By: Parker Banta, CPA and Derek Gray, CPA
Federal Excise Tax Rate
Late Monday night, the long-awaited $900 billion coronavirus relief package was overwhelmingly passed. Neatly buried in the nearly 6,000-page bill are provisions that will permanently reduce the Federal Excise Tax (FET) rate on spirits sold by distillers across the United States. This news comes as a huge relief for many small distilleries who have been anxiously waiting to see if legislation would be passed prior to the December 31, 2020 expiration of the temporary excise tax cuts.
The tax cut was first introduced in 2017 under the Craft Beverage Modernization and Tax Reform Act (CBMTRA) which reduced the FET rate per proof gallon on a distiller’s first 100,000 gallons produced from $13.50 to $2.70. This rate cut sought to lower the barriers of entry for many smaller distillers to compete in a vastly growing industry. As this vital tax break was less than ten days from expiring, Congress has stepped in just in time to not only extend these cuts but make them permanent. This action will give small and medium-sized distillers peace of mind moving forward and will eliminate one of the largest unknown variables as distillers forecast and budget for future periods.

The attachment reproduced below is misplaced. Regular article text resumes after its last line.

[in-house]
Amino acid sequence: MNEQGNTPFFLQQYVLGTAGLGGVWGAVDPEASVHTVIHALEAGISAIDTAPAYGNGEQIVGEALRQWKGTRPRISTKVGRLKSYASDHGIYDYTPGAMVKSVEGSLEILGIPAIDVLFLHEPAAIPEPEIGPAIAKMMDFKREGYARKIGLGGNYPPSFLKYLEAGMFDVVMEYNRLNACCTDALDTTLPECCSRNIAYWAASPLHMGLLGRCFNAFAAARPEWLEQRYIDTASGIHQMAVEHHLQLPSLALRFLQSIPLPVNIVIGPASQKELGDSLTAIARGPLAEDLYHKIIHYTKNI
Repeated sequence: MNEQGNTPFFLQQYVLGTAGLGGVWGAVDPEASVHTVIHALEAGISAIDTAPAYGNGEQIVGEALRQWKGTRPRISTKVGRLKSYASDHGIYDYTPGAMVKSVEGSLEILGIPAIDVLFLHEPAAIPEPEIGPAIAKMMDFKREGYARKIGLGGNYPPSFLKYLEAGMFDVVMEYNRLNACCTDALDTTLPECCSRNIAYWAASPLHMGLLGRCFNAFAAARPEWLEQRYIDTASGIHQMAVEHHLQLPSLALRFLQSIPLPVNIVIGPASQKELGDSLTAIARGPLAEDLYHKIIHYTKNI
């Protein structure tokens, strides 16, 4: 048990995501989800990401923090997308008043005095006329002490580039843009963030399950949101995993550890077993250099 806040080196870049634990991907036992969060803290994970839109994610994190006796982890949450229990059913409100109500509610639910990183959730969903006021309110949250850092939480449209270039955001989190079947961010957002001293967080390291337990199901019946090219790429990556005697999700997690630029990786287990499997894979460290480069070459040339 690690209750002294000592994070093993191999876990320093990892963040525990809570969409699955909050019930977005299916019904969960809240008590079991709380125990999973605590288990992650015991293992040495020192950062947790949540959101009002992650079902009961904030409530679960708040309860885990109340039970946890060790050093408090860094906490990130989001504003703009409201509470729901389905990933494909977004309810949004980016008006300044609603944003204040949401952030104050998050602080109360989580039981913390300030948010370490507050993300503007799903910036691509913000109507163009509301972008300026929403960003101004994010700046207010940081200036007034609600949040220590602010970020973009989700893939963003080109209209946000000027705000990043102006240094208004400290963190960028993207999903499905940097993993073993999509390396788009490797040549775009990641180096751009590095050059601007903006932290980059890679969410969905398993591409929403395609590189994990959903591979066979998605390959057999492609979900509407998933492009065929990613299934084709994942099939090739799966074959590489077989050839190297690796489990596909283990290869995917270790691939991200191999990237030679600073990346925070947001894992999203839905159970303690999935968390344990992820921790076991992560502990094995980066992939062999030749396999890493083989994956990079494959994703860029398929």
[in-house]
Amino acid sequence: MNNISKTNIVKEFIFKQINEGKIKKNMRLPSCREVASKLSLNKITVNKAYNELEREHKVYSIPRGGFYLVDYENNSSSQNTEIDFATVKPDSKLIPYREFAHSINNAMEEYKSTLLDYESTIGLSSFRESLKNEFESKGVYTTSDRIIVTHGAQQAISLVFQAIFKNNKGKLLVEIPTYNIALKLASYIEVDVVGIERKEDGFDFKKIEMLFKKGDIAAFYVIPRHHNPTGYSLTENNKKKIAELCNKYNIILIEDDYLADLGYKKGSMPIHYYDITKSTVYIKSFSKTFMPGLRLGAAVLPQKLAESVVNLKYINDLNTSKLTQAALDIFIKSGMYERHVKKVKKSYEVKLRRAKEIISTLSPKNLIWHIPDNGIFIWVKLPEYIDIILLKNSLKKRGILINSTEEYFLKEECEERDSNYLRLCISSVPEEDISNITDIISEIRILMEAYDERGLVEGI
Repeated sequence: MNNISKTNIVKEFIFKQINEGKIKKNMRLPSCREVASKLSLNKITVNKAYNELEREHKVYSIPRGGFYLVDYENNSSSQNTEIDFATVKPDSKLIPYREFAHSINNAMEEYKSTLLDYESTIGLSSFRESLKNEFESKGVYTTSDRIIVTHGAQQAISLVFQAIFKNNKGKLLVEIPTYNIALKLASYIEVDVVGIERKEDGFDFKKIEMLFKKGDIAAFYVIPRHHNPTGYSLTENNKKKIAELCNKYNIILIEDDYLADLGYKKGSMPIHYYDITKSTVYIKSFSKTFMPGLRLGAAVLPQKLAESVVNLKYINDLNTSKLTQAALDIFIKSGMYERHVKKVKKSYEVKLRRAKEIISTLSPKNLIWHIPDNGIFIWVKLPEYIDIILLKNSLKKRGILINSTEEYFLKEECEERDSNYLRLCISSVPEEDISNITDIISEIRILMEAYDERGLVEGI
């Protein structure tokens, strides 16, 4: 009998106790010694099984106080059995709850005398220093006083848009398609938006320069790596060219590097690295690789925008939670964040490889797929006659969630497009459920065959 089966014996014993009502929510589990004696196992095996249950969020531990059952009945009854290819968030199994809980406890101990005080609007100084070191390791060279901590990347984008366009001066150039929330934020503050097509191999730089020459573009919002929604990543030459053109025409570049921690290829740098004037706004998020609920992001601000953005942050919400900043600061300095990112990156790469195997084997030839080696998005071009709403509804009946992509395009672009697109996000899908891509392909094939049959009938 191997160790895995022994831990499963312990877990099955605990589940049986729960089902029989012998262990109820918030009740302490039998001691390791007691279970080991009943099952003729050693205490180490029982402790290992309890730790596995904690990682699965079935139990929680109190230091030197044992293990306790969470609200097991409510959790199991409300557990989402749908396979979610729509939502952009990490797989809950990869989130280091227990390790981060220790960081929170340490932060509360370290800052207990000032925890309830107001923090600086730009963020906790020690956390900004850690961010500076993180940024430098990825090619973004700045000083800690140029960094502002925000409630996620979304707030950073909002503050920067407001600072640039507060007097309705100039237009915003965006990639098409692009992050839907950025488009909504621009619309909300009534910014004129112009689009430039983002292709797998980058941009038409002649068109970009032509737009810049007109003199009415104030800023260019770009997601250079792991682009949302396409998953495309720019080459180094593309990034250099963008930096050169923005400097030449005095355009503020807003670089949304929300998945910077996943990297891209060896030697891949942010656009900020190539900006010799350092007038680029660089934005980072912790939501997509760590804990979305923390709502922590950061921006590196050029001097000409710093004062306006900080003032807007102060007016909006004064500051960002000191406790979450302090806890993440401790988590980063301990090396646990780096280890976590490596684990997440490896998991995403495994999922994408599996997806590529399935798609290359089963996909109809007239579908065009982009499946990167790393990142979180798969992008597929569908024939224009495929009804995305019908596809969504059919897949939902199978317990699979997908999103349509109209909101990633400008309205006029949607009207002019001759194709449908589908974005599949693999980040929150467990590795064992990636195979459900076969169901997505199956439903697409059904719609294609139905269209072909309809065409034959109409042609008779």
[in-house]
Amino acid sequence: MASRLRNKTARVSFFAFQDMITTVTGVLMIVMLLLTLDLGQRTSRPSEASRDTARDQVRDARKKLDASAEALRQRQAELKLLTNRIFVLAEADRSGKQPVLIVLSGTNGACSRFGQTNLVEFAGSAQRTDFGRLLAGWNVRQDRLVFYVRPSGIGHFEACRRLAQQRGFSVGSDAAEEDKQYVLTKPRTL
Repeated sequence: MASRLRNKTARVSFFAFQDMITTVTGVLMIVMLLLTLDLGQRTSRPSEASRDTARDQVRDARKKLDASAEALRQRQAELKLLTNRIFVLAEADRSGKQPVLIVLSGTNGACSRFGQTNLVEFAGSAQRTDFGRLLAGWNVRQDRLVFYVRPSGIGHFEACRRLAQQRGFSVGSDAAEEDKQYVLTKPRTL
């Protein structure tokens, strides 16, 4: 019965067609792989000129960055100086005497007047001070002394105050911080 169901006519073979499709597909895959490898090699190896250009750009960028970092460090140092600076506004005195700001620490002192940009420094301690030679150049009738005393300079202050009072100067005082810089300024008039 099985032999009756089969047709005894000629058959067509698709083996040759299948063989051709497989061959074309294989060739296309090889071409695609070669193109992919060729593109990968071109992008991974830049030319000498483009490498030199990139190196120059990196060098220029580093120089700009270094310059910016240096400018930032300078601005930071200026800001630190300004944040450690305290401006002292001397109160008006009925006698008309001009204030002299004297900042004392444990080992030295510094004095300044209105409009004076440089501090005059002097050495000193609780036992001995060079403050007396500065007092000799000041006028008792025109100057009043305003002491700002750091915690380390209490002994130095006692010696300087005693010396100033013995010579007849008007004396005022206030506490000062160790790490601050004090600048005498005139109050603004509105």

PPP Loan Funding
Another provision for craft distillers arising from the relief package is a second round of Paycheck Protection Program (PPP) loan funding. The bill allocates an additional $248 billion of PPP aid targeting small businesses (businesses with less than 300 employees, down from 500 employees on the previous round of PPP funding).
Potential borrowers that satisfy the “Necessity Test” will be eligible for loan forgiveness as their funds are used towards certain costs (such as payroll and rent). Small craft distilleries whose revenues have been affected by the Coronavirus are highly encouraged to pursue these loans.
The additional PPP funding along with permanent excise tax breaks are a welcome gift this holiday season as the country’s small craft spirit producers look forward to 2021 and transition to a post-COVID world.
If you have any questions or concerns regarding the upcoming tax bill, please consult your local Blue & Co. tax advisor. However, if you do not have a Blue & Co tax advisor and have questions regarding the upcoming tax bill, please feel free to contact the authors at:
Parker Banta, CPA
Derek Gray, CPA